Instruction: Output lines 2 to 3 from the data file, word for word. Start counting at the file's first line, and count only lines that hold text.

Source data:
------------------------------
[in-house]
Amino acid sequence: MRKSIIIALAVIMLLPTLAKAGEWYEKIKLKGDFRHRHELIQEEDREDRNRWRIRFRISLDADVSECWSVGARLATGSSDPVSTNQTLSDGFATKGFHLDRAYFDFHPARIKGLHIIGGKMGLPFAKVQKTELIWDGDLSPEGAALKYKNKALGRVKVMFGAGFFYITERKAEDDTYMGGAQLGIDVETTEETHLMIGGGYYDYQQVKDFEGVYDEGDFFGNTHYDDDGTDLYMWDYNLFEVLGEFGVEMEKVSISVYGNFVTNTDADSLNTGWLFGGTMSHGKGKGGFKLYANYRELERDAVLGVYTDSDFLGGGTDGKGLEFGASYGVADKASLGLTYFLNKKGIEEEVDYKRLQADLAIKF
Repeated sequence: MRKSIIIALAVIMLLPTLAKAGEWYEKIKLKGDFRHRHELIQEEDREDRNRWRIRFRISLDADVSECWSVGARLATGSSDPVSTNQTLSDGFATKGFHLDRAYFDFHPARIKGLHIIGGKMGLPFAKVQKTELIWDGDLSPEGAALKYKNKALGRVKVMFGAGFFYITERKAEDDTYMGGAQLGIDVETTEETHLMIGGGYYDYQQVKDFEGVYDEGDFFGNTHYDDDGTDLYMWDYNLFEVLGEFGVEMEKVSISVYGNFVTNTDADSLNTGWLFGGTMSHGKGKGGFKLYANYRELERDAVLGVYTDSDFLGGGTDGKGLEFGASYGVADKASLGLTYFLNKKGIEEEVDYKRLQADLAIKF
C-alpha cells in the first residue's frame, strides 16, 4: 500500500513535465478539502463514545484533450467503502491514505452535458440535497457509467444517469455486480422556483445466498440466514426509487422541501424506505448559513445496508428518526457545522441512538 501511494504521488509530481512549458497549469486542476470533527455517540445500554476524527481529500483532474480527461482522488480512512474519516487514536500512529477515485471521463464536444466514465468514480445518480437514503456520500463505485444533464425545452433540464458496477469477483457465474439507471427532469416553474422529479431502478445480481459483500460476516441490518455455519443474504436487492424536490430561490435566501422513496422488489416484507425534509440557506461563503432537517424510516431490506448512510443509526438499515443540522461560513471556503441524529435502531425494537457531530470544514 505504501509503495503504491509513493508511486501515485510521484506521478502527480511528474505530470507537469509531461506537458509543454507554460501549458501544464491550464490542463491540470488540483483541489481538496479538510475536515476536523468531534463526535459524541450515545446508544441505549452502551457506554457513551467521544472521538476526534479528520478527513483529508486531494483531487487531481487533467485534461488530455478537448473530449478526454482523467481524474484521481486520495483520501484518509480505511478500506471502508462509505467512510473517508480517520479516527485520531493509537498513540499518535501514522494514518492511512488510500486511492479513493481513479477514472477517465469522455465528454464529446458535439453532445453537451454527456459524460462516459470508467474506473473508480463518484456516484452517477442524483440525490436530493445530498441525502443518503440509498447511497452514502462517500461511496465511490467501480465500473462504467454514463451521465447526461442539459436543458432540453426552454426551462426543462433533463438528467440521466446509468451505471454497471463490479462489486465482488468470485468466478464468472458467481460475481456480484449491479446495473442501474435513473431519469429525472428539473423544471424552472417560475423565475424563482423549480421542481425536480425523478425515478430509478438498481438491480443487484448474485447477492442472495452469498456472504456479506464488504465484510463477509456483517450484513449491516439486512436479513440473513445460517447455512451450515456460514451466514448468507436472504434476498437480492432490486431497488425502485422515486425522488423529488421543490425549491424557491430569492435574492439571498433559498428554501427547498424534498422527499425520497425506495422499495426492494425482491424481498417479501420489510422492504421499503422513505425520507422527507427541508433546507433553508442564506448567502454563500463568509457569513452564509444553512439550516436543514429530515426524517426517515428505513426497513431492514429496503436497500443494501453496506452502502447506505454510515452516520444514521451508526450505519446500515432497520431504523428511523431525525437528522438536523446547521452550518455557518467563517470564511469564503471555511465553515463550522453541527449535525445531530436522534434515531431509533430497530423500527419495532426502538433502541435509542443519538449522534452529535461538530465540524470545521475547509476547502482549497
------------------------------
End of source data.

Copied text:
Amino acid sequence: MRKSIIIALAVIMLLPTLAKAGEWYEKIKLKGDFRHRHELIQEEDREDRNRWRIRFRISLDADVSECWSVGARLATGSSDPVSTNQTLSDGFATKGFHLDRAYFDFHPARIKGLHIIGGKMGLPFAKVQKTELIWDGDLSPEGAALKYKNKALGRVKVMFGAGFFYITERKAEDDTYMGGAQLGIDVETTEETHLMIGGGYYDYQQVKDFEGVYDEGDFFGNTHYDDDGTDLYMWDYNLFEVLGEFGVEMEKVSISVYGNFVTNTDADSLNTGWLFGGTMSHGKGKGGFKLYANYRELERDAVLGVYTDSDFLGGGTDGKGLEFGASYGVADKASLGLTYFLNKKGIEEEVDYKRLQADLAIKF
Repeated sequence: MRKSIIIALAVIMLLPTLAKAGEWYEKIKLKGDFRHRHELIQEEDREDRNRWRIRFRISLDADVSECWSVGARLATGSSDPVSTNQTLSDGFATKGFHLDRAYFDFHPARIKGLHIIGGKMGLPFAKVQKTELIWDGDLSPEGAALKYKNKALGRVKVMFGAGFFYITERKAEDDTYMGGAQLGIDVETTEETHLMIGGGYYDYQQVKDFEGVYDEGDFFGNTHYDDDGTDLYMWDYNLFEVLGEFGVEMEKVSISVYGNFVTNTDADSLNTGWLFGGTMSHGKGKGGFKLYANYRELERDAVLGVYTDSDFLGGGTDGKGLEFGASYGVADKASLGLTYFLNKKGIEEEVDYKRLQADLAIKF